In such a city there could be no grey areas, or so it seemed. Things were what
they were and nothing else, unambiguous, lacking the subtleties of drizzle,
shade and chill. Under the scrutiny of such a sun there was no place to hide.
People were everywhere on display, their bodies shining in the sunlight,
scantily clothed, reminding her of advertisements. No mysteries here or depths;
only surfaces and revelations. Yet to learn the city was to discover that this
banal clarity was an illusion. The city was all treachery, all deception, a
quick-change, quicksand metropolis, hiding its nature, guarded and secret in
spite of all its apparent nakedness. In such a place even the forces of
destruction no longer needed the shelter of the dark. They burned out of the
morning's brightness, dazzling the eye, and stabbed at you with sharp and
Her name was India. She did not like this name. People were never called Australia, were they, or Uganda or Ingushetia or Peru. In the mid-1960s her father, Max Ophuls (Maximilian Ophuls, raised in Strasbourg, France, in an earlier age of the world), had been America's best-loved, and then most scandalous, ambassador to India, but so what, children were not saddled with names like Herzegovina or Turkey or Burundi just because their parents had visited those lands and possibly misbehaved in them. She had been conceived in the Eastconceived out of wedlock and born in the midst of the firestorm of outrage that twisted and ruined her father's marriage and ended his diplomatic careerbut if that were sufficient excuse, if it was okay to hang people's birthplaces round their necks like albatrosses, then the world would be full of men and women called Euphrates or Pisgah or Iztaccíhuatl or Woolloomooloo. In America, damn it, this form of naming was not unknown, which spoiled her argument slightly and annoyed her more than somewhat. Nevada Smith, Indiana Jones, Tennessee Williams, Tennessee Ernie Ford: she directed mental curses and a raised middle finger at them all.
"India" still felt wrong to her, it felt exoticist, colonial, suggesting the appropriation of a reality that was not hers to own, and she insisted to herself that it didn't fit her anyway, she didn't feel like an India, even if her color was rich and high and her long hair lustrous and black. She didn't want to be vast or subcontinental or excessive or vulgar or explosive or crowded or ancient or noisy or mystical or in any way Third World. Quite the reverse. She presented herself as disciplined, groomed, nuanced, inward, irreligious, understated, calm. She spoke with an English accent. In her behavior she was not heated, but cool. This was the persona she wanted, that she had constructed with great determination. It was the only version of her that anyone in America, apart from her father and the lovers who had been scared off by her nocturnal proclivities, had ever seen. As to her interior life, her violent English history, the buried record of disturbed behavior, the years of delinquency, the hidden episodes of her short but eventful past, these things were not subjects for discussion, were not (or were no longer) of concern to the general public. These days she had herself firmly in hand. The problem child within her was sublimated into her spare-time pursuits, the weekly boxing sessions at Jimmy Fish's boxing club on Santa Monica and Vine where Tyson and Christy Martin were known to work out and where the cold fury of her hitting made the male boxers pause to watch, the biweekly training sessions with a Clouseau-attacking Burt Kwouk look-alike who was a master of the close-combat martial art of Wing Chun, the sun-bleached blackwalled solitude of Saltzman's Moving Target shooting gallery out in the desert at 29 Palms, and, best of all, the archery sessions in downtown Los Angeles near the city's birthplace in Elysian Park, where her new gifts of rigid self-control, which she had learned in order to survive, to defend herself, could be used to go on the attack. As she drew back her golden Olympic-standard bow, feeling the pressure of the bowstring against her lips, sometimes touching the bottom of the arrow shaft with the tip of her tongue, she felt the arousal in herself, allowed herself to feel the heat rising in her while the seconds allotted to her for the shot ticked down toward zero, until at last she let fly, unleashing the silent venom of the arrow, reveling in the distant thud of her weapon hitting its target. The arrow was her weapon of choice.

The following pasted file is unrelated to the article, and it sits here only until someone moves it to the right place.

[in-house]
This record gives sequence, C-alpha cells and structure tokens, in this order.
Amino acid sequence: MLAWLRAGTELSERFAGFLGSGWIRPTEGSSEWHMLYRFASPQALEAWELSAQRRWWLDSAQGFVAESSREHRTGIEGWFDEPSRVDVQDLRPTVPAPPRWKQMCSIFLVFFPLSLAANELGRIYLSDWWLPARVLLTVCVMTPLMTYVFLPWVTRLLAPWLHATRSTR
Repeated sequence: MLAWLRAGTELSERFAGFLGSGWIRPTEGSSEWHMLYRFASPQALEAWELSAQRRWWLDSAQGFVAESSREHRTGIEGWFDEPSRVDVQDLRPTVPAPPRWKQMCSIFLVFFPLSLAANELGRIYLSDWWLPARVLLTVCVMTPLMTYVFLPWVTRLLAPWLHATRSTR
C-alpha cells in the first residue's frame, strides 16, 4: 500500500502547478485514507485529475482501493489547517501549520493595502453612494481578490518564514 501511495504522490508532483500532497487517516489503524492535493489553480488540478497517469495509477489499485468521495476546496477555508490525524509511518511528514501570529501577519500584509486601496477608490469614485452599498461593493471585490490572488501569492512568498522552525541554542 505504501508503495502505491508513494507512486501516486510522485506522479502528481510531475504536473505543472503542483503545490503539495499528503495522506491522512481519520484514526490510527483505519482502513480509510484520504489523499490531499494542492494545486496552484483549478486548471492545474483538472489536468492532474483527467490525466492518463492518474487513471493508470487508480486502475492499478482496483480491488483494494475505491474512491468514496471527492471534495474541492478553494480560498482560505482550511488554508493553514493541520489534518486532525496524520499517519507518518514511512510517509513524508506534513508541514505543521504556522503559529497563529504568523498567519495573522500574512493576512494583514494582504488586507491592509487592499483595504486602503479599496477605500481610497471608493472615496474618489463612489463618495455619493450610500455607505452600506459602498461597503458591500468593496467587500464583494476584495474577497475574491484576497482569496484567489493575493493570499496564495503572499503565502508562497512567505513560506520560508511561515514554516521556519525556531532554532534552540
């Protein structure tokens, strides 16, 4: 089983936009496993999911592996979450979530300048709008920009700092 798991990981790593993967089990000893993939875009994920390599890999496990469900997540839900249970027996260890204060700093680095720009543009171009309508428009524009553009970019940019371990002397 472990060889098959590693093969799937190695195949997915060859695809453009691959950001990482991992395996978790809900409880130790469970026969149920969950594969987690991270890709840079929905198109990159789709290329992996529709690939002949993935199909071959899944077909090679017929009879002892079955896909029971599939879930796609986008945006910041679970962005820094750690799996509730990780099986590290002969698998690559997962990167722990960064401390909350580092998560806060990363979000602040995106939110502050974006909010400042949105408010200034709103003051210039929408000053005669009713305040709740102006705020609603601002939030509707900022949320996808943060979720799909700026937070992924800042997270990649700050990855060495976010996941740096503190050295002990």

Excerpted from Shalimar the Clown by Salman Rushdie Copyright © 2005 by Salman Rushdie. Excerpted by permission of Random House, a division of Random House, Inc. All rights reserved. No part of this excerpt may be reproduced or reprinted without permission in writing from the publisher.
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